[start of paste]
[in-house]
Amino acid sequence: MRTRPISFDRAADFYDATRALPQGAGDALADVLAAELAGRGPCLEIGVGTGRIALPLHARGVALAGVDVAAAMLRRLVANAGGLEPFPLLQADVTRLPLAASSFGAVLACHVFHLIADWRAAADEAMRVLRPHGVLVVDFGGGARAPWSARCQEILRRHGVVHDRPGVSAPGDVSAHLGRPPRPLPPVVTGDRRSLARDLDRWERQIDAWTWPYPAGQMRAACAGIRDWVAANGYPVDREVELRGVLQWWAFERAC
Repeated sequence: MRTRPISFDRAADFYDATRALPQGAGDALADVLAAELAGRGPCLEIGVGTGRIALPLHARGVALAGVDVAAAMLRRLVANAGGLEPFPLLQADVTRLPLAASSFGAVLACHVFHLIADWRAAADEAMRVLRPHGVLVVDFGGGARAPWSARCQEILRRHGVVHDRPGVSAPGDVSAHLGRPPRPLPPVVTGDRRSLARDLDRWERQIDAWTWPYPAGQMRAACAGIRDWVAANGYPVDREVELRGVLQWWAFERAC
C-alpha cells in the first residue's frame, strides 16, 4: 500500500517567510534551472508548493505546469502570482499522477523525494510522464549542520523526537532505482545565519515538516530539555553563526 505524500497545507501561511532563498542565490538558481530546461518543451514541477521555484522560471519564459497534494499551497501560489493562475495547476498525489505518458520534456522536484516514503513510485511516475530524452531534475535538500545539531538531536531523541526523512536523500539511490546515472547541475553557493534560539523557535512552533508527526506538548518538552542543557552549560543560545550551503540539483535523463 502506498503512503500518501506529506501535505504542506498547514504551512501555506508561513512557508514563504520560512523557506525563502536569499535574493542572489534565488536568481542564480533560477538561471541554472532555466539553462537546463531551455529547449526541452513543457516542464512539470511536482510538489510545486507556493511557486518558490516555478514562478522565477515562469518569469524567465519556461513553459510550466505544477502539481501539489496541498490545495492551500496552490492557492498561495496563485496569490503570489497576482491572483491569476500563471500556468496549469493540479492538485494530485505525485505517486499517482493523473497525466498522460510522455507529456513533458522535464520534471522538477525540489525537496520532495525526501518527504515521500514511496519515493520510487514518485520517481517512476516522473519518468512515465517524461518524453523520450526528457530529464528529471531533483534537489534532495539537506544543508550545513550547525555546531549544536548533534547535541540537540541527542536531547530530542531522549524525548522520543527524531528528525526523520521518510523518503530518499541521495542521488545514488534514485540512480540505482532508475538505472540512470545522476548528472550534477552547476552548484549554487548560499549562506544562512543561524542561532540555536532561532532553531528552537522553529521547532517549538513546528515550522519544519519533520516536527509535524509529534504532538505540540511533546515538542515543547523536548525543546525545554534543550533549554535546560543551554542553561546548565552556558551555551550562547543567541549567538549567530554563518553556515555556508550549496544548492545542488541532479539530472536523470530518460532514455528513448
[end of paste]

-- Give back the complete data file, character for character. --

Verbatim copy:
[in-house]
Amino acid sequence: MRTRPISFDRAADFYDATRALPQGAGDALADVLAAELAGRGPCLEIGVGTGRIALPLHARGVALAGVDVAAAMLRRLVANAGGLEPFPLLQADVTRLPLAASSFGAVLACHVFHLIADWRAAADEAMRVLRPHGVLVVDFGGGARAPWSARCQEILRRHGVVHDRPGVSAPGDVSAHLGRPPRPLPPVVTGDRRSLARDLDRWERQIDAWTWPYPAGQMRAACAGIRDWVAANGYPVDREVELRGVLQWWAFERAC
Repeated sequence: MRTRPISFDRAADFYDATRALPQGAGDALADVLAAELAGRGPCLEIGVGTGRIALPLHARGVALAGVDVAAAMLRRLVANAGGLEPFPLLQADVTRLPLAASSFGAVLACHVFHLIADWRAAADEAMRVLRPHGVLVVDFGGGARAPWSARCQEILRRHGVVHDRPGVSAPGDVSAHLGRPPRPLPPVVTGDRRSLARDLDRWERQIDAWTWPYPAGQMRAACAGIRDWVAANGYPVDREVELRGVLQWWAFERAC
C-alpha cells in the first residue's frame, strides 16, 4: 500500500517567510534551472508548493505546469502570482499522477523525494510522464549542520523526537532505482545565519515538516530539555553563526 505524500497545507501561511532563498542565490538558481530546461518543451514541477521555484522560471519564459497534494499551497501560489493562475495547476498525489505518458520534456522536484516514503513510485511516475530524452531534475535538500545539531538531536531523541526523512536523500539511490546515472547541475553557493534560539523557535512552533508527526506538548518538552542543557552549560543560545550551503540539483535523463 502506498503512503500518501506529506501535505504542506498547514504551512501555506508561513512557508514563504520560512523557506525563502536569499535574493542572489534565488536568481542564480533560477538561471541554472532555466539553462537546463531551455529547449526541452513543457516542464512539470511536482510538489510545486507556493511557486518558490516555478514562478522565477515562469518569469524567465519556461513553459510550466505544477502539481501539489496541498490545495492551500496552490492557492498561495496563485496569490503570489497576482491572483491569476500563471500556468496549469493540479492538485494530485505525485505517486499517482493523473497525466498522460510522455507529456513533458522535464520534471522538477525540489525537496520532495525526501518527504515521500514511496519515493520510487514518485520517481517512476516522473519518468512515465517524461518524453523520450526528457530529464528529471531533483534537489534532495539537506544543508550545513550547525555546531549544536548533534547535541540537540541527542536531547530530542531522549524525548522520543527524531528528525526523520521518510523518503530518499541521495542521488545514488534514485540512480540505482532508475538505472540512470545522476548528472550534477552547476552548484549554487548560499549562506544562512543561524542561532540555536532561532532553531528552537522553529521547532517549538513546528515550522519544519519533520516536527509535524509529534504532538505540540511533546515538542515543547523536548525543546525545554534543550533549554535546560543551554542553561546548565552556558551555551550562547543567541549567538549567530554563518553556515555556508550549496544548492545542488541532479539530472536523470530518460532514455528513448